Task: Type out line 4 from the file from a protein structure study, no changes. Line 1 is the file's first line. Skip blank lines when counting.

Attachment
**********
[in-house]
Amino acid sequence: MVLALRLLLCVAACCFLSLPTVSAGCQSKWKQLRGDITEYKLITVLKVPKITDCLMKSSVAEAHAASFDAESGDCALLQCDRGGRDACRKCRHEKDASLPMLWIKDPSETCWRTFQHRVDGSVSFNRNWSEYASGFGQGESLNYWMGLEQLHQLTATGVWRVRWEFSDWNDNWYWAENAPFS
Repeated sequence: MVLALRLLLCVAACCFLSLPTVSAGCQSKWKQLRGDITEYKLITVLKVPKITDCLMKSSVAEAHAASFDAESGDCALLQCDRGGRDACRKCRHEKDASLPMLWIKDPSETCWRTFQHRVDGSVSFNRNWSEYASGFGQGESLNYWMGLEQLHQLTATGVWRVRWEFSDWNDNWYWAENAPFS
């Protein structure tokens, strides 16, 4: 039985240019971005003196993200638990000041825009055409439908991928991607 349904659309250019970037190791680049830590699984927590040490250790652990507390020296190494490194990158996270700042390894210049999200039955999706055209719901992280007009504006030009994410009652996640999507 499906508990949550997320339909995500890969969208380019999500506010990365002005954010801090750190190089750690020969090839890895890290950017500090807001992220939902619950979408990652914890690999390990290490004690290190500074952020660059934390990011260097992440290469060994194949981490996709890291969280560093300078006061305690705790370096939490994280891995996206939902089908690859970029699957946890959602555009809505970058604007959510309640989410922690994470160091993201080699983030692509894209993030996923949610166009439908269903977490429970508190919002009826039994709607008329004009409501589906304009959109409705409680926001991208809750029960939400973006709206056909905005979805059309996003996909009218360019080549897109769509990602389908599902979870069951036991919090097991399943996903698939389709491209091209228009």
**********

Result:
């Protein structure tokens, strides 16, 4: 039985240019971005003196993200638990000041825009055409439908991928991607 349904659309250019970037190791680049830590699984927590040490250790652990507390020296190494490194990158996270700042390894210049999200039955999706055209719901992280007009504006030009994410009652996640999507 499906508990949550997320339909995500890969969208380019999500506010990365002005954010801090750190190089750690020969090839890895890290950017500090807001992220939902619950979408990652914890690999390990290490004690290190500074952020660059934390990011260097992440290469060994194949981490996709890291969280560093300078006061305690705790370096939490994280891995996206939902089908690859970029699957946890959602555009809505970058604007959510309640989410922690994470160091993201080699983030692509894209993030996923949610166009439908269903977490429970508190919002009826039994709607008329004009409501589906304009959109409705409680926001991208809750029960939400973006709206056909905005979805059309996003996909009218360019080549897109769509990602389908599902979870069951036991919090097991399943996903698939389709491209091209228009």